The Gambia's light sandy soil is well suited to the cultivation of groundnuts, which is the country's principal agricultural export. About 75% of the population is engaged in crop production and livestock raising. However, groundnut production has fallen in recent years, and in 1990, tourism overtook groundnut exports as the nation's number one export earner. Significant export revenues are earned from fishing and reexport trade.
The military's takeover of the country in 1994 resulted in a loss of $50 million in aid from the West, equal to about 10% of national income. In addition, tourism declined dramatically; and Senegal, which surrounds The Gambia on three sides, closed the borders because of smuggling. As a result of the 1994 CFA devaluation, The Gambia's goods were no longer competitive in the reexport trade. During the late 1990s, the tourism industry rebounded, as did trade. Tourism declined in 2000, but record crops supported healthy economic growth in 2001. Tourism in 2002 accounted for 10–15% of GDP. Because most tourist packages to The Gambia were all-inclusive, and tourists rarely left their hotels, the government banned all-inclusive tourist packages in 1999 in an attempt to funnel money into the local economy.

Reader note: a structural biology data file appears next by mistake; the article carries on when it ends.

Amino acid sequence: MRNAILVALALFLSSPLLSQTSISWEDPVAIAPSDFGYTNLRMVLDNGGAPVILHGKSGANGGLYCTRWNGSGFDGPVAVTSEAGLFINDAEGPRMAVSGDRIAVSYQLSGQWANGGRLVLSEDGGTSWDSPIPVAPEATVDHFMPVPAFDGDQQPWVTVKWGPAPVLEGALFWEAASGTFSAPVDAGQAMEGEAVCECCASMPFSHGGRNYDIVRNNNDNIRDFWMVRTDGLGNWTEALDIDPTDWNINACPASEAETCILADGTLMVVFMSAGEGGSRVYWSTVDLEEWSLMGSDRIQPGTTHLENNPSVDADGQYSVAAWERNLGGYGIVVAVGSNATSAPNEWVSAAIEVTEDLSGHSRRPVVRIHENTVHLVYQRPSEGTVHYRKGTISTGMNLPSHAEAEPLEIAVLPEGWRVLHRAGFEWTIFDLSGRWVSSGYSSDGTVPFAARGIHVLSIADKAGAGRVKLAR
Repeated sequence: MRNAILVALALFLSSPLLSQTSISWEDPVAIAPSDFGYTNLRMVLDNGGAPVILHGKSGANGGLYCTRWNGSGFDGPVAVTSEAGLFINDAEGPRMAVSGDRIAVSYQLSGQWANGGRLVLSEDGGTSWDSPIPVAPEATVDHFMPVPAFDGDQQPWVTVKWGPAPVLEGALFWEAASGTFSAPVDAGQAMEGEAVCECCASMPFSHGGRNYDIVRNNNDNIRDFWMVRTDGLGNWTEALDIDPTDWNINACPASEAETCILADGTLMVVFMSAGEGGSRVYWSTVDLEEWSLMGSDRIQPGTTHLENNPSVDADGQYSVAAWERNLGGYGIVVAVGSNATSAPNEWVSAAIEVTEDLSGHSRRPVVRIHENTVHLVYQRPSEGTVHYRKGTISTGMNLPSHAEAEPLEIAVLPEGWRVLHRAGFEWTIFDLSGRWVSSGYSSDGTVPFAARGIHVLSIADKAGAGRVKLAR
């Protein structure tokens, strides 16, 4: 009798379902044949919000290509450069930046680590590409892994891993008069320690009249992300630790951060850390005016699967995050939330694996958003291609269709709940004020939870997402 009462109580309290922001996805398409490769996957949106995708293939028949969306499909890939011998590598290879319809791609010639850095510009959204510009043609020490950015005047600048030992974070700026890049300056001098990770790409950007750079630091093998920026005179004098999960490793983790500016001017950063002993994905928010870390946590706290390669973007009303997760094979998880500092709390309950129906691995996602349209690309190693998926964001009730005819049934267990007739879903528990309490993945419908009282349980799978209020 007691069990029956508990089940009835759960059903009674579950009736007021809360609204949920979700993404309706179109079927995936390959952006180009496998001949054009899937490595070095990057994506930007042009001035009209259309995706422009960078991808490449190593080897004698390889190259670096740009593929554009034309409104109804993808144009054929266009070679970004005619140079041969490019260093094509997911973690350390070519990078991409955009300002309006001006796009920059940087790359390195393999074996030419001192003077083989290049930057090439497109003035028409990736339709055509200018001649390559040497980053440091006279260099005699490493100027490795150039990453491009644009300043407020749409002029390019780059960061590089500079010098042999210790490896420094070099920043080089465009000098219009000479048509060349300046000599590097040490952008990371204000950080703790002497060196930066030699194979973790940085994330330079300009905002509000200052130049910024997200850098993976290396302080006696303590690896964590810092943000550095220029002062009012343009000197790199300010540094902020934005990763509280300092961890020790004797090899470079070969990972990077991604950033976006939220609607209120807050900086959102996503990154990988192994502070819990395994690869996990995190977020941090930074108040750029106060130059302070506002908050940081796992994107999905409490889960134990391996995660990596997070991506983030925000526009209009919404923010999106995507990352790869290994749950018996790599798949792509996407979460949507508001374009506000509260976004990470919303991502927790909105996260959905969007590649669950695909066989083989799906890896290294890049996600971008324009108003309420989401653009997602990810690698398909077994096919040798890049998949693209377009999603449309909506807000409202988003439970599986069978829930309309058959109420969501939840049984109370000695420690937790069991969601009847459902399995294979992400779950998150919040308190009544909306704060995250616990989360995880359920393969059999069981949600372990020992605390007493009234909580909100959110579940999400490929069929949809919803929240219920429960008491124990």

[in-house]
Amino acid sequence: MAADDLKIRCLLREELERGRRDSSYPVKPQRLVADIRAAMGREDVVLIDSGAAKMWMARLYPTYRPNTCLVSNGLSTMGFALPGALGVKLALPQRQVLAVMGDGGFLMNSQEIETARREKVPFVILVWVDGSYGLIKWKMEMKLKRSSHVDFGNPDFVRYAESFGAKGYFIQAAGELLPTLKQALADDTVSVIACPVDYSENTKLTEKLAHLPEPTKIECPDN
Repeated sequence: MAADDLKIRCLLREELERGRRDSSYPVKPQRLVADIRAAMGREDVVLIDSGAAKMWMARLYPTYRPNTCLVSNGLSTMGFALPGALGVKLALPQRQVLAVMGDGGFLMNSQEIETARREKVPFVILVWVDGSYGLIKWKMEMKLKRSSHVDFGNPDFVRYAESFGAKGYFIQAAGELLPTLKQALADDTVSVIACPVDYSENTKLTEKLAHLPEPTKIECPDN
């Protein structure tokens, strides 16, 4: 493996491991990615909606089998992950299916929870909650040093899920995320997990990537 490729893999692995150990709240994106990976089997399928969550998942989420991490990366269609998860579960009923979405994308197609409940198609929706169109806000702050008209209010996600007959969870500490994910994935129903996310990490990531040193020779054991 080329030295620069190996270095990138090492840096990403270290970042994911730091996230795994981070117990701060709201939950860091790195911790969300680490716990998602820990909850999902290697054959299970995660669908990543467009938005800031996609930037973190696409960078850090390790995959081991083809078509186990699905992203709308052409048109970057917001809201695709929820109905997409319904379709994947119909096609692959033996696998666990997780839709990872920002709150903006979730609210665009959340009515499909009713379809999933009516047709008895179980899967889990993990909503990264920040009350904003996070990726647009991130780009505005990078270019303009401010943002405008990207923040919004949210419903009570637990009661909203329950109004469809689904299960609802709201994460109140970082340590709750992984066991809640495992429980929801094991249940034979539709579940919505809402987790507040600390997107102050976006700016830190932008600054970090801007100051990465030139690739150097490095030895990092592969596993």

Average annual growth of GDP was at 2.7% for 1988 to 1998, but GDP growth was 5.7% in 2001. The inflation rate was low in 2001. Corruption remains an ongoing problem, and the pace of privatization was slow in 2003. The government anticipated debt relief under the World Bank/IMF Heavily Indebted Poor Country Initiative in 2003.